Institutional members access full text with Ovid®

Share this article on:

Use of Vasopressor Increases the Risk of Mortality in Traumatic Hemorrhagic Shock: A Nationwide Cohort Study in Japan

Aoki, Makoto, MD, PhD1; Abe, Toshikazu, MD, MPH2,3; Saitoh, Daizoh, MD, PhD4; Hagiwara, Shuichi, MD, PhD1; Oshima, Kiyohiro, MD, PhD1

doi: 10.1097/CCM.0000000000003428
Online Clinical Investigation: PDF Only

Objectives: To evaluate the possible association of vasopressor use with mortality in traumatic hemorrhagic shock patients.

Design: Retrospective cohort study.

Setting: Traumatic hemorrhagic shock patients at 260 emergency hospitals in Japan between 2004 and 2015.

Patients: Three-thousand five-hundred fifty-one traumatic hemorrhagic shock patients who had systolic hypotension (< 90 mm Hg) on arrival at the emergency department and a blood transfusion received within the first 24 hours.

Interventions: The use of vasopressor for traumatic hemorrhagic shock within the first 24 hours.

Measurements and Main Results: Among 236,698 trauma patients, 3,551 were included in the study. Overall, 198 of 459 patients (43%) in the vasopressor+ group expired compared with 481 of 3,092 patients (16%) in the vasopressor– group. Use of vasopressor had an odds ratio of 2.172 (95% CI, 1.666–2.833) for in-hospital mortality adjusted for age, gender, year of onset, cause of injury, mechanism of injury, vital signs at the emergency department, Injury Severity Score, use of prehospital IV fluid, and volume of blood transfusion within the first 24 hours. In the propensity score-matched cohort and two subgroup analyses (massive transfusion and survivable injury models), use of vasopressor was associated with higher mortality (odds ratio, 2.168; 95% C, 1.442–3.320), (odds ratio, 2.029; 95% CI, 1.414–2.911; massive transfusion model), and (odds ratio, 1.959; 95% CI, 1.364–2.814; survivable injury model).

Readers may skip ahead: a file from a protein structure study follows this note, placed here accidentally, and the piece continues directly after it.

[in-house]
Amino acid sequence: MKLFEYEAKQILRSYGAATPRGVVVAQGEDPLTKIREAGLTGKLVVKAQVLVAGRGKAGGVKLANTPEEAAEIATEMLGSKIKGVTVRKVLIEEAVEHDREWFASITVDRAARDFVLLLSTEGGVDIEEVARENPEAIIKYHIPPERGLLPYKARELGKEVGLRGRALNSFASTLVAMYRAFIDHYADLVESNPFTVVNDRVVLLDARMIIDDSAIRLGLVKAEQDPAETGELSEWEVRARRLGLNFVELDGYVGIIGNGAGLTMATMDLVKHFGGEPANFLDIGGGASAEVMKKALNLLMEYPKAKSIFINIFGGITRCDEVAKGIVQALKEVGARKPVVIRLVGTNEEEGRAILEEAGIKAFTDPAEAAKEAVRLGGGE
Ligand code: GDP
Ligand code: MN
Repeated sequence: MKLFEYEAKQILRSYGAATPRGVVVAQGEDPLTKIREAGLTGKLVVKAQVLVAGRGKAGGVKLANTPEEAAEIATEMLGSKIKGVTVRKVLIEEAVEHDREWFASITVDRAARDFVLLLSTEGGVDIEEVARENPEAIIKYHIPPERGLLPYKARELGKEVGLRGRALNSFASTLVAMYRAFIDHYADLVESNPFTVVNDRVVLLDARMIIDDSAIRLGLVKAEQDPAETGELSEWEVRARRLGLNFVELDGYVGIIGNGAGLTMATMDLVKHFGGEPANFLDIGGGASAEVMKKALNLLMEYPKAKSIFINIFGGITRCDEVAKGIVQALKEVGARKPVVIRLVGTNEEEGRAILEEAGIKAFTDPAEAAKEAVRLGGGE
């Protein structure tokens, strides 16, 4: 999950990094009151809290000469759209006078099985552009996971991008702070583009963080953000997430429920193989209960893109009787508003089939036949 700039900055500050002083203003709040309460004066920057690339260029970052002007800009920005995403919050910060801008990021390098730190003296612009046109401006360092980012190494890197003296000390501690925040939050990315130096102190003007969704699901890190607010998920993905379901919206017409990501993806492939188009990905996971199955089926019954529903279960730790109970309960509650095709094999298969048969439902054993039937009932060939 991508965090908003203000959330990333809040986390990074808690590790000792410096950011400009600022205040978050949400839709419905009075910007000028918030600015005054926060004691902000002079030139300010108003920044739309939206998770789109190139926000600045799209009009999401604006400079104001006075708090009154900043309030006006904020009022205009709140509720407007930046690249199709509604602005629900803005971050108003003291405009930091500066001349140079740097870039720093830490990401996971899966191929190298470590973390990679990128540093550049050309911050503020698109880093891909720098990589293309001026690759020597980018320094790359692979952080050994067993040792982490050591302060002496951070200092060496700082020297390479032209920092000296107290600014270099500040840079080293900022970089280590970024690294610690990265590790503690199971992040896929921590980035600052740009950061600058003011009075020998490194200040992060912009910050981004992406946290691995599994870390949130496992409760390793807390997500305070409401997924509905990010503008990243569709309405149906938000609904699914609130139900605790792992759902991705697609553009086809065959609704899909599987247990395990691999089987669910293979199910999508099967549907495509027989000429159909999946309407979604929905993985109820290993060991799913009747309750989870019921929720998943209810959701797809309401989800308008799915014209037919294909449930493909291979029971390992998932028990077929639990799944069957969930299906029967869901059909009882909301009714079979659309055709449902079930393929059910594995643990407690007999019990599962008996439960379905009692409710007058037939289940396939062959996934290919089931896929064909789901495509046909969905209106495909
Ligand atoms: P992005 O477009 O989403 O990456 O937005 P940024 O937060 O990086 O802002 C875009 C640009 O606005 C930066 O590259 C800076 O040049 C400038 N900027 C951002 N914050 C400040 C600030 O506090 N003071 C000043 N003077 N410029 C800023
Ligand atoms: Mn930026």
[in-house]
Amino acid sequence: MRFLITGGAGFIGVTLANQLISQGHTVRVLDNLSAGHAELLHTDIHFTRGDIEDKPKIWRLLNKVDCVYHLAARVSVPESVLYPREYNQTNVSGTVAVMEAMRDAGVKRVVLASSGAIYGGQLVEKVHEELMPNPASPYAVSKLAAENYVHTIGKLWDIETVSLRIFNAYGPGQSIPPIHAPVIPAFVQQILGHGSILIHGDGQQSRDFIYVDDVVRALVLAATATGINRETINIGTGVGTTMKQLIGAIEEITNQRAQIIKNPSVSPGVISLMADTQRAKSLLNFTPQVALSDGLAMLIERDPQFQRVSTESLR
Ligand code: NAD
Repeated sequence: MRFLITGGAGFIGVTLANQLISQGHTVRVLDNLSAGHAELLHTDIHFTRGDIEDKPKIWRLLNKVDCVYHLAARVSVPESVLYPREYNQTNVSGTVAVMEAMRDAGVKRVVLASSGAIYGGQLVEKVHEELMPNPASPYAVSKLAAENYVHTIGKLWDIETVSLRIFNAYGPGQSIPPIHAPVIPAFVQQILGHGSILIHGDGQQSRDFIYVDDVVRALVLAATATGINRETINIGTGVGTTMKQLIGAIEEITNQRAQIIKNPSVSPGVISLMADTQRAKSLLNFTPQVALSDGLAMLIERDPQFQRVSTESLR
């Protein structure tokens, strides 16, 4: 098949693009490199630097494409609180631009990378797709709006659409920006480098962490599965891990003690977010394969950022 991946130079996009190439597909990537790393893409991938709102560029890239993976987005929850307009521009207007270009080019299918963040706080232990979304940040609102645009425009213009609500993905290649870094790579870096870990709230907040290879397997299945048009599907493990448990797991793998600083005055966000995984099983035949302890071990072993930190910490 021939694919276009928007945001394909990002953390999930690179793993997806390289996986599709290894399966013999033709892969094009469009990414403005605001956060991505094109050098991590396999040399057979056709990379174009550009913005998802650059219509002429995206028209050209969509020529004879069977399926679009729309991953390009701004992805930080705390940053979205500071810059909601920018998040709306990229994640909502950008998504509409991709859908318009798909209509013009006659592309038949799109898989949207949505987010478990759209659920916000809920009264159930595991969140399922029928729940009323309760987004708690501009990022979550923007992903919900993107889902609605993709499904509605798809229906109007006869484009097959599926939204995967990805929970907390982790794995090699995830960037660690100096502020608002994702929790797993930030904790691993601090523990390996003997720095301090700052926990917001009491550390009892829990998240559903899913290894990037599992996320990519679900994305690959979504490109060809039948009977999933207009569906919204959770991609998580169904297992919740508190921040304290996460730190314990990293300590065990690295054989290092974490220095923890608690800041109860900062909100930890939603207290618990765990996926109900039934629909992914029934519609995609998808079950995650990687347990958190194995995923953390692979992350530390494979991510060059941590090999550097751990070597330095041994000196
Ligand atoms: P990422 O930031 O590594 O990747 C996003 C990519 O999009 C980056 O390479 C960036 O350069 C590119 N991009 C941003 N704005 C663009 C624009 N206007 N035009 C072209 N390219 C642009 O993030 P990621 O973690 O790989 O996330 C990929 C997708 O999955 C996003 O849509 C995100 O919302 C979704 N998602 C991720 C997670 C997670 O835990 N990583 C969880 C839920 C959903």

Conclusions: Use of vasopressor for traumatic hemorrhagic shock was associated with mortality after controlling for biases (trauma severity; volume of fluid resuscitation).

1Department of Emergency Medicine, Gunma University Graduate School of Medicine, Maebashi, Japan.

2Department of General Medicine, Juntendo University, Tokyo, Japan.

3Health Services Research and Development Center, University of Tsukuba, Tsukuba, Japan.

4Department of Traumatology and Emergency Medicine, National Defense Medical College, Tokorozawa, Japan.

Supplemental digital content is available for this article. Direct URL citations appear in the printed text and are provided in the HTML and PDF versions of this article on the journal’s website (http://journals.lww.com/ccmjournal).

The authors have disclosed that they do not have any potential conflicts of interest.

For information regarding this article, E-mail: aokimakoto@gunma-u.ac.jp

Copyright © by 2018 by the Society of Critical Care Medicine and Wolters Kluwer Health, Inc. All Rights Reserved.